“Now hear this, Liberty Call, Liberty Call! Liberty commences at 1600 for sections 2 & 3…”
This was the most welcome sound to come over the 1MC.
It was January 1969, San Diego, California. I’ve just been paid, $45.50 in cash. It’s Friday night and I have the weekend off. I’ve just spent my first week on the ship in the bilge, in Main Control, chipping paint. The recruiter never told me about this. What’s a sailor to do? Since this $45.50 has to last 15 days, I head to the Mess Deck and fill up on some of that good old Navy chow. Cup of Joe, Mystery Meat, Reconstituted Milk, Powdered Eggs and Bug Juice! Ah, the memories.
Now I have my belly full, I hit the rain locker for a shower, and get into my standard issue wool dress blues. Two red stripes and one military service ribbon. Those old salts in their gabardines sure look good. I think I’ll get a set of those when we get to Hong Kong and maybe a tattoo as well. I gather my forty-five bucks, my Liberty Card and head topside to catch the water taxi to the beach for a night of walking up and down Broadway. That’s all there was to do. No money, no car, 18 years old, and not old enough to bar hop either; Just walk up and down Broadway. And man was that weird.
Many thanks and my greatest appreciation to Peter A. Pizzi (4th Division, 1961-1964) who let me borrow the 1962 Cruise Book. The 1962 Cruise Book is now shown in the web site. Many thanks also, and my greatest appreciation as well to Stephen R. Dall (Mike Division, 1968-1969) for letting me borrow the 1966, 1967, 1968 and 1969 Cruise Books, which are now displayed on the web site. I am very thankful to Mrs. Joan Irwin, wife of the late Commander Kay Irwin, who loaned me the 1960 Cruise Book.
I will never forget the first time we had liberty call in Yokosuka, Japan. My friend Leo and I went ashore to check the place out.
After spending some time in the Cabaret Black Rose and had a couple of cool ones we started getting hungry and decided to get something to eat. Suddenly, we remember we were in another country faraway from our hometowns. There was no way we were going to be able to order “Tacos,” “Enchiladas,” much less “Chile Rellenos” with beans. Leo said not to worry, he knew how and what to order. Once we found a restaurant, we thought we liked, we went in and sat down. A Japanese waiter quickly presented us with a menu. I for one did not know what to do with it. Everything was in Japanese. I asked my friend Leo what he was going to order. I figured he knew because he kept on looking at the menu like as if he was reading it. Soon a Japanese waiter showed up, Leo told him to get us some Saki, and he pointed to some plate on the menu. I sat there and took in the scenery.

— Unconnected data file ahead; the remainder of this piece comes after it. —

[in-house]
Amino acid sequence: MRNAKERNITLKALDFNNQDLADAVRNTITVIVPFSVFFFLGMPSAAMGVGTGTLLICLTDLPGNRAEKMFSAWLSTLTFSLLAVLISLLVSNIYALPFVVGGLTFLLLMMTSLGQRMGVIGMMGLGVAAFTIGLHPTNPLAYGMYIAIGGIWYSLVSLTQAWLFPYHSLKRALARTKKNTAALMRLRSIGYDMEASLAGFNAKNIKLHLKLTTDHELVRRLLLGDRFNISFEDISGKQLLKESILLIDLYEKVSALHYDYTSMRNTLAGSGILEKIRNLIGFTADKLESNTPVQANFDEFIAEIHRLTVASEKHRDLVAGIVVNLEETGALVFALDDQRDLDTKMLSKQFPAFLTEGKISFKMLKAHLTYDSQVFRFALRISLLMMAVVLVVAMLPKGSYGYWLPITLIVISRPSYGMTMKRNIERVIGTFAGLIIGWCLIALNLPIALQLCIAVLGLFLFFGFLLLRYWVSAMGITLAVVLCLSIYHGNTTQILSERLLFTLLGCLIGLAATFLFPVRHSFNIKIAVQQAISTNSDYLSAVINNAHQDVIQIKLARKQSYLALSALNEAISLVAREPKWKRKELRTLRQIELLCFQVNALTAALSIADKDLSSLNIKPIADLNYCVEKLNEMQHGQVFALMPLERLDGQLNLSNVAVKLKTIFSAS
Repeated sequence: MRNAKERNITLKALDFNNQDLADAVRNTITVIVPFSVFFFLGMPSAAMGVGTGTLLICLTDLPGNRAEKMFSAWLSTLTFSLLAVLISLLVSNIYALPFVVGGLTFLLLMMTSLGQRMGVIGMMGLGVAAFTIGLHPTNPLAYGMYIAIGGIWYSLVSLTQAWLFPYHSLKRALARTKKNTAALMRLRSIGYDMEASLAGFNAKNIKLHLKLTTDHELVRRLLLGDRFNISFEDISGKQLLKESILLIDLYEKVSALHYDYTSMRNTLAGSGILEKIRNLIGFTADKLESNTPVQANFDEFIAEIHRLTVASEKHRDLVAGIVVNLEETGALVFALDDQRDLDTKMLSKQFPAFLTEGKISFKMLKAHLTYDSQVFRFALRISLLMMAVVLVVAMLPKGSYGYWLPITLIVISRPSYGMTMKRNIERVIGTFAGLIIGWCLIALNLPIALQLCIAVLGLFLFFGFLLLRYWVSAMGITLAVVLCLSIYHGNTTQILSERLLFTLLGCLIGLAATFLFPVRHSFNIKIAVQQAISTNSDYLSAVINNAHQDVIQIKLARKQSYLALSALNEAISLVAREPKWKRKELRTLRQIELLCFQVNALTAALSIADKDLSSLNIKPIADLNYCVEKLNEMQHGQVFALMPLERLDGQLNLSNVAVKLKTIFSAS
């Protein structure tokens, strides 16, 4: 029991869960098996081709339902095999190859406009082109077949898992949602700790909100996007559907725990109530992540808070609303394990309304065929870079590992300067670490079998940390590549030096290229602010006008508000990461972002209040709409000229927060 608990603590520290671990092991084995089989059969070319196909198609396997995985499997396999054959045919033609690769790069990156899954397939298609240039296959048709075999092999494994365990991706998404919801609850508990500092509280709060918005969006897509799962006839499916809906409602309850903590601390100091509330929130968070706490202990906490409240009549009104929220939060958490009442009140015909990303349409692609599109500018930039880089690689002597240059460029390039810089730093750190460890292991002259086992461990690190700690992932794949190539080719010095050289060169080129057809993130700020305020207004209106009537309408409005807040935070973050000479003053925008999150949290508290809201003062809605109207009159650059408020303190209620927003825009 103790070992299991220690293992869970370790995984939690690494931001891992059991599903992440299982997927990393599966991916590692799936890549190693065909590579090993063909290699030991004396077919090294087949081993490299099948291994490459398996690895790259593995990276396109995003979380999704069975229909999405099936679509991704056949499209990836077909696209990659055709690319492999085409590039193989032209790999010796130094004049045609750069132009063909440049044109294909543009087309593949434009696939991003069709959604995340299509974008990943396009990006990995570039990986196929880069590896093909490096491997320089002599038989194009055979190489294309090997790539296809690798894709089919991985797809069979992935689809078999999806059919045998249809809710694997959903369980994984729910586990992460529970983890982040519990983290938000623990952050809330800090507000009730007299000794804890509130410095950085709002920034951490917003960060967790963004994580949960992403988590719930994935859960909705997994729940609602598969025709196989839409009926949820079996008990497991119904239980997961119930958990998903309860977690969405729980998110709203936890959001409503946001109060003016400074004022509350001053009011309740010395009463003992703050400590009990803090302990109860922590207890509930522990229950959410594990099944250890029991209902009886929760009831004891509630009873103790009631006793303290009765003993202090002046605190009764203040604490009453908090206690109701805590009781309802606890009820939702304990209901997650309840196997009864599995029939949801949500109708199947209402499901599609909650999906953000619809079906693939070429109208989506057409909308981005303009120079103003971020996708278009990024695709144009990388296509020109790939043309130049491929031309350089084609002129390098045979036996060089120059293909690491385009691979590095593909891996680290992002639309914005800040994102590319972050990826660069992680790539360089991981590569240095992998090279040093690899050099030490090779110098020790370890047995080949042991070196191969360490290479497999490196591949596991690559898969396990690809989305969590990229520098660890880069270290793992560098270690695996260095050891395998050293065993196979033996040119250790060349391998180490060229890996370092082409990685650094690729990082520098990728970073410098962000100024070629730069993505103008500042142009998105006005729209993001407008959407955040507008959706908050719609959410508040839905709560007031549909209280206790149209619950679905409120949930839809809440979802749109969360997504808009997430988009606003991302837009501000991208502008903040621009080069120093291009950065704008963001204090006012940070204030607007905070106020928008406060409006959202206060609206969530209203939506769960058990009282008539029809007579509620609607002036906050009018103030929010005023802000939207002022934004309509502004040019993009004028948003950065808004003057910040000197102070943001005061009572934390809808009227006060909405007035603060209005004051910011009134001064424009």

He met my Mom when he was stationed in Long Beach, California at what was then called “The Pike.” My father loved to travel and especially the Navy.
My most happy moments were when he took us to see the ships in the harbor. In particular, it was a special moment when he took us to the open house the USS SAINT PAUL had when it was in Long Beach, California during the 1960’s.
The most important thing that I could say about my father, Erasmo O. Tovar, and the Navy is one word – Proud!!
My father enlisted in the Navy at the age of 21 years old. His passion for what the Navy and the world had to offer was endless. The stories that my father told us was that he enjoyed traveling (Hawaii, Japan, Taiwan & Philippines), cooking in the kitchen and having fun with his buddies. He had a position as -Masters of Arms and Crewman.
I just wished that he could of seen what the world had to offer him of the past and memories of his cruise ship.
We are very proud of you Dad and your accomplishments.
– Elizabeth Lopez
Anecdotes about C.V. Ricketts who was captain in 1955-1956
As a Lt. on December 7, 1941, he was the assistant gunnery officer on the USS West Virginia. On his own, he went to damage control central and prevented her from capsizing. She had seven torpedoes in her side just like the Oklahoma. Look at pictures of Pearl Harbor, and you see the West Virginia next to the Tennessee and it does not look like she sunk, but she did. I do not believe that any one on the St. Paul knew that Captain Ricketts was the one who had saved the West Virginia. I found out about it after my wife got me a series of Morrison’s naval history series. He would come to the wardroom and apologize to the officer’s of the deck for taking the Conn away from them. No captain needs to apologize to any OOD!